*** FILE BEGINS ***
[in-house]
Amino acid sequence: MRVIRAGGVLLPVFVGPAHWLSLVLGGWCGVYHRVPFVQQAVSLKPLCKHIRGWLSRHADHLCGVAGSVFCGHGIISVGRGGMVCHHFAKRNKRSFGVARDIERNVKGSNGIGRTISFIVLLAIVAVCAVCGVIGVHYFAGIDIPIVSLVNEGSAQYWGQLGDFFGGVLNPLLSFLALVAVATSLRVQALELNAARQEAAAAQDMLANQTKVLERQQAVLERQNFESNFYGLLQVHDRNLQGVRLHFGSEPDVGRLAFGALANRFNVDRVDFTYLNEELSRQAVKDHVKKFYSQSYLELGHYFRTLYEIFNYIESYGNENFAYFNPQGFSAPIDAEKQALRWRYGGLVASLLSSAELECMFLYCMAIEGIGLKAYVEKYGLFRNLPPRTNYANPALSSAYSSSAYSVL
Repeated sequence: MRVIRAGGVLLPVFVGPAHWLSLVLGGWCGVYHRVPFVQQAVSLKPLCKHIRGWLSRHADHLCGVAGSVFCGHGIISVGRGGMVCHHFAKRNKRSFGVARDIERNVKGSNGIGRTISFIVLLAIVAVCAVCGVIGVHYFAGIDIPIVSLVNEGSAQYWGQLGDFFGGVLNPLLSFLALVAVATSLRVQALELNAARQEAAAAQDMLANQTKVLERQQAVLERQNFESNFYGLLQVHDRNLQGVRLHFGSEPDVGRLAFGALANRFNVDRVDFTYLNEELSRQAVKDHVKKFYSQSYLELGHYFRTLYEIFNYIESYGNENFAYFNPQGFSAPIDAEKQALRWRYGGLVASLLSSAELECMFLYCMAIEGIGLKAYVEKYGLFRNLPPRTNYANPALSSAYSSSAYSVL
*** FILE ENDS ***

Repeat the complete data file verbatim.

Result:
[in-house]
Amino acid sequence: MRVIRAGGVLLPVFVGPAHWLSLVLGGWCGVYHRVPFVQQAVSLKPLCKHIRGWLSRHADHLCGVAGSVFCGHGIISVGRGGMVCHHFAKRNKRSFGVARDIERNVKGSNGIGRTISFIVLLAIVAVCAVCGVIGVHYFAGIDIPIVSLVNEGSAQYWGQLGDFFGGVLNPLLSFLALVAVATSLRVQALELNAARQEAAAAQDMLANQTKVLERQQAVLERQNFESNFYGLLQVHDRNLQGVRLHFGSEPDVGRLAFGALANRFNVDRVDFTYLNEELSRQAVKDHVKKFYSQSYLELGHYFRTLYEIFNYIESYGNENFAYFNPQGFSAPIDAEKQALRWRYGGLVASLLSSAELECMFLYCMAIEGIGLKAYVEKYGLFRNLPPRTNYANPALSSAYSSSAYSVL
Repeated sequence: MRVIRAGGVLLPVFVGPAHWLSLVLGGWCGVYHRVPFVQQAVSLKPLCKHIRGWLSRHADHLCGVAGSVFCGHGIISVGRGGMVCHHFAKRNKRSFGVARDIERNVKGSNGIGRTISFIVLLAIVAVCAVCGVIGVHYFAGIDIPIVSLVNEGSAQYWGQLGDFFGGVLNPLLSFLALVAVATSLRVQALELNAARQEAAAAQDMLANQTKVLERQQAVLERQNFESNFYGLLQVHDRNLQGVRLHFGSEPDVGRLAFGALANRFNVDRVDFTYLNEELSRQAVKDHVKKFYSQSYLELGHYFRTLYEIFNYIESYGNENFAYFNPQGFSAPIDAEKQALRWRYGGLVASLLSSAELECMFLYCMAIEGIGLKAYVEKYGLFRNLPPRTNYANPALSSAYSSSAYSVL